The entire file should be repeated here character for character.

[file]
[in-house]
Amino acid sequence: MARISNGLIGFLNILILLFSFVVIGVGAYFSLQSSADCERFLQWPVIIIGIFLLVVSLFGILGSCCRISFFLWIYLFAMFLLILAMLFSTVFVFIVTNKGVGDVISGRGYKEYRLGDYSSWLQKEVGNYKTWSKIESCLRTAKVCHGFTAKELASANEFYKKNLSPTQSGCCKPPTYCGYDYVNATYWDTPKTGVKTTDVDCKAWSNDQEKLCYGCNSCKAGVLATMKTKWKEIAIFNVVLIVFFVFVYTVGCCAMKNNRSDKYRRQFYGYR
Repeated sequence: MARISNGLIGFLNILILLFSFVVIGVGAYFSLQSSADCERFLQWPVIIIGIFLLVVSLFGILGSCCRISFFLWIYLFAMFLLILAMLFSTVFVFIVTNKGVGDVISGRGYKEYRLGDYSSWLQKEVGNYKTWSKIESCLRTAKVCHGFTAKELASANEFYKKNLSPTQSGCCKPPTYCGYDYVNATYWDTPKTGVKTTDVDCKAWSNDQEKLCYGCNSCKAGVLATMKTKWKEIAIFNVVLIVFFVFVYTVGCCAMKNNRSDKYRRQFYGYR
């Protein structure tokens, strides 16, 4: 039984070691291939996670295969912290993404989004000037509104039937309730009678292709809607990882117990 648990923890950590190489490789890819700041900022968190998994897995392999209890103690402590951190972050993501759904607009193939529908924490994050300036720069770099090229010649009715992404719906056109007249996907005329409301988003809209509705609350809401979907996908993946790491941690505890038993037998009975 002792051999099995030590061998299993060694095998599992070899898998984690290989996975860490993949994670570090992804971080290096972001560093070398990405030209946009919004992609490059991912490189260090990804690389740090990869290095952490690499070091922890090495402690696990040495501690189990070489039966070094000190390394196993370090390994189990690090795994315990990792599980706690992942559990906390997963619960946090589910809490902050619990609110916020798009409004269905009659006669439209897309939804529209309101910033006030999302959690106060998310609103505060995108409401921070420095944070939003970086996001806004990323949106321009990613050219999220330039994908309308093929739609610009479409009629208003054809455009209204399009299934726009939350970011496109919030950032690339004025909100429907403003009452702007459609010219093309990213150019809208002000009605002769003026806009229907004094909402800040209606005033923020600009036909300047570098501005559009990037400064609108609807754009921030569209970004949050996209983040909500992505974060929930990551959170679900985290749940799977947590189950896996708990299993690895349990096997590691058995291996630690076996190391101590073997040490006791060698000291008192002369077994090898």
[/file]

[in-house]
Amino acid sequence: MARISNGLIGFLNILILLFSFVVIGVGAYFSLQSSADCERFLQWPVIIIGIFLLVVSLFGILGSCCRISFFLWIYLFAMFLLILAMLFSTVFVFIVTNKGVGDVISGRGYKEYRLGDYSSWLQKEVGNYKTWSKIESCLRTAKVCHGFTAKELASANEFYKKNLSPTQSGCCKPPTYCGYDYVNATYWDTPKTGVKTTDVDCKAWSNDQEKLCYGCNSCKAGVLATMKTKWKEIAIFNVVLIVFFVFVYTVGCCAMKNNRSDKYRRQFYGYR
Repeated sequence: MARISNGLIGFLNILILLFSFVVIGVGAYFSLQSSADCERFLQWPVIIIGIFLLVVSLFGILGSCCRISFFLWIYLFAMFLLILAMLFSTVFVFIVTNKGVGDVISGRGYKEYRLGDYSSWLQKEVGNYKTWSKIESCLRTAKVCHGFTAKELASANEFYKKNLSPTQSGCCKPPTYCGYDYVNATYWDTPKTGVKTTDVDCKAWSNDQEKLCYGCNSCKAGVLATMKTKWKEIAIFNVVLIVFFVFVYTVGCCAMKNNRSDKYRRQFYGYR
């Protein structure tokens, strides 16, 4: 039984070691291939996670295969912290993404989004000037509104039937309730009678292709809607990882117990 648990923890950590190489490789890819700041900022968190998994897995392999209890103690402590951190972050993501759904607009193939529908924490994050300036720069770099090229010649009715992404719906056109007249996907005329409301988003809209509705609350809401979907996908993946790491941690505890038993037998009975 002792051999099995030590061998299993060694095998599992070899898998984690290989996975860490993949994670570090992804971080290096972001560093070398990405030209946009919004992609490059991912490189260090990804690389740090990869290095952490690499070091922890090495402690696990040495501690189990070489039966070094000190390394196993370090390994189990690090795994315990990792599980706690992942559990906390997963619960946090589910809490902050619990609110916020798009409004269905009659006669439209897309939804529209309101910033006030999302959690106060998310609103505060995108409401921070420095944070939003970086996001806004990323949106321009990613050219999220330039994908309308093929739609610009479409009629208003054809455009209204399009299934726009939350970011496109919030950032690339004025909100429907403003009452702007459609010219093309990213150019809208002000009605002769003026806009229907004094909402800040209606005033923020600009036909300047570098501005559009990037400064609108609807754009921030569209970004949050996209983040909500992505974060929930990551959170679900985290749940799977947590189950896996708990299993690895349990096997590691058995291996630690076996190391101590073997040490006791060698000291008192002369077994090898």